How to Survive When the Internet is ‘Killing the Expert’


Websites, online forums and social media are changing how people identify the individuals they consider to be experts in their field. In a time when anyone can blog, Tweet or post on any topic they want, it’s possible for just about anyone to emerge as the supposed ‘expert’ on just about anything — at least that is the perception for many.

The Merriam-Webster dictionary defines an expert as someone “having, involving, or displaying special skill or knowledge derived from training or experience.” Nowhere in this definition does it say that blogging, Tweeting or posting makes you the expert. But you might not be able to tell this based on what you read in certain forums.


Cassie Boom laments in an article in PR Daily: “The Internet is killing the ‘expert.’ Anyone with an Internet connection can declare themselves an expert.”


So when you are the real expert — someone who is trained and experienced in your chosen field — how do you overcome this? You have to provide more than just information:

  • Encourage your customers to show you information they find on websites and social media sites. You can dissect the information with them, which will demonstrate how you are the true expert.  Embrace your customer and his knowledge. Whether good or bad, you create more of a relationship to discuss a topic rather than dismiss it.
  • Emphasize your service, e.g. having a live person who can talk about information and why it’s good or bad.
  •  Offer personal attention. Respond individually to customer inquiries over the phone, or in your blog comments section. Devoting time to individual customers shows that you are engaged and up-to-date with new developments and trends in the industry.
  •  Customize ideas to fit their needs instead of taking the cookie-cutter Internet approach. Don’t assume that your online audience is homogenous. Customize your ideas to fit the needs of different customer segments. More targeted advice shows that you have a specific group’s interests in mind.


Learn more about how to retain and gain customers through Interline Creative Group’s “Staying in Front of Your Customers” free webinar series. Visit for a schedule and to reserve your space.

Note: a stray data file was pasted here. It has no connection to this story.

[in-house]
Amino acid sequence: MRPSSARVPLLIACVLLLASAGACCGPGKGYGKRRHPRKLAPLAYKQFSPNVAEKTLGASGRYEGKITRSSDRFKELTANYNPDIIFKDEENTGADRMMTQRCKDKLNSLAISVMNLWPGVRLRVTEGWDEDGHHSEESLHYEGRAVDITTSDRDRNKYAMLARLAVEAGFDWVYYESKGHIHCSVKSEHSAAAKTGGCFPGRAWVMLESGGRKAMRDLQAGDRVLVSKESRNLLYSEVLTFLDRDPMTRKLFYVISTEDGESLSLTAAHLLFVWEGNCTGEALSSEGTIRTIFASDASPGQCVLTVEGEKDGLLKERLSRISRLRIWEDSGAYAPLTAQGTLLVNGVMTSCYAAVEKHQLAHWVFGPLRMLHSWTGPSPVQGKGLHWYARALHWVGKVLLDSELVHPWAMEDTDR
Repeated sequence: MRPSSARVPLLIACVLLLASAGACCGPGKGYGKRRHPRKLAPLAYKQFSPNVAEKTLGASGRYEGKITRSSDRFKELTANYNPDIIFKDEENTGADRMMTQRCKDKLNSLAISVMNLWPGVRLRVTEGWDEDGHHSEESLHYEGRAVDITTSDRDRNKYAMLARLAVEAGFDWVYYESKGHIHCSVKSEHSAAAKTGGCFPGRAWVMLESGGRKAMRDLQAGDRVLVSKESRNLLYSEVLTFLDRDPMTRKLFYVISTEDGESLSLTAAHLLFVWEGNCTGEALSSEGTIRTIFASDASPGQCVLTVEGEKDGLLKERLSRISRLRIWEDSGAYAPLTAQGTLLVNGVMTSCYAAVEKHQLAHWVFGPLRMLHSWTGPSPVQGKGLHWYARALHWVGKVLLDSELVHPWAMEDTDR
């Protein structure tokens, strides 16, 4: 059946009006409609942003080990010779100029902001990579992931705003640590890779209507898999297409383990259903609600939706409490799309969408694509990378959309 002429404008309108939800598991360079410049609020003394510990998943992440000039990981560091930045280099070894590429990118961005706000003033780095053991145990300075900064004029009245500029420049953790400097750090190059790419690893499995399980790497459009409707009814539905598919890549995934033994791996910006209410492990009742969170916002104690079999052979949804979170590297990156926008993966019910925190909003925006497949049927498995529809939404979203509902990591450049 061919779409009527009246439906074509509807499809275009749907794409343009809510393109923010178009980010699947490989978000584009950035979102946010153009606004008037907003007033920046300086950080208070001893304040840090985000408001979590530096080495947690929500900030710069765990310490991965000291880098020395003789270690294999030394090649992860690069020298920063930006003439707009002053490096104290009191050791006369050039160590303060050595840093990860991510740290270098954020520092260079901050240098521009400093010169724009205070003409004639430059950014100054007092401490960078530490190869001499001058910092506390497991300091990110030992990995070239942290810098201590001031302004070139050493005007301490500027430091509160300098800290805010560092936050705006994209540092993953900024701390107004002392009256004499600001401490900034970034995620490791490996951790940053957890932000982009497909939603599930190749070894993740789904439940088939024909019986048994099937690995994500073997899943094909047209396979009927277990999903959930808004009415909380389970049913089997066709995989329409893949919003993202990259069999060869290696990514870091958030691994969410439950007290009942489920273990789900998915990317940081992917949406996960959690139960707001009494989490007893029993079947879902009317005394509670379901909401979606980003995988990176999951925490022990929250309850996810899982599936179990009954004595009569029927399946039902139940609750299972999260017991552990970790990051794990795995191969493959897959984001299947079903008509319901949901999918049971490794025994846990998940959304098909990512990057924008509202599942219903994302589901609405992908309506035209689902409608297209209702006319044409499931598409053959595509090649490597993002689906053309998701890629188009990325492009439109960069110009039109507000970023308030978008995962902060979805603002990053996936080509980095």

Staying In Touch With Your Data

During flu season, the warnings are clear – don’t touch anything due to risk of infection.  But when it comes to your information, you risk everything if you don’t learn to touch your data!  Staying in touch with your data will result in amazing discoveries, including accountability.  Here are a few case studies to prove our point.

Our company once received a desperate call from a publisher’s representative in regards to a magazine we were working for. “The advertiser threatened to pull the schedule. There aren’t enough inquiries.  What can you do to help?” the rep exclaimed.

We examined the ads that were running. The product being advertised was an American With Disabilities Act product. We proceeded to obtain the leads that were generated and looked at them by running demographic profiling methods.

One of the inquiries came from a person with the title ADA Consultant. The company he worked for was one of the five Stay In Touch With Your Dataleading trucking companies in the US.  We touched further by calling the inquirer. It turns out this ADA Consultant was in charge of renovating every property owned by his employer to meet the standards set by ADA legislation.

We prepared a presentation centering on this individual (and a few other leads) that the sales rep then sent to the advertiser. The advertiser, which had not touched the data, phoned the rep within fifteen minutes and invited her to California to discuss next year’s schedule.

On a separate project, we studied five batches for five advertisers for one publisher (Confusing, right?  Stick with us, it’s worth it).  In the first batch, we found David E. David (name changed to protect the innocent). He listed himself as working for a state agency with the title of Administrator. We merged/purged that batch with the second batch and were surprised to find the same David. In fact, David turned up in all five batches!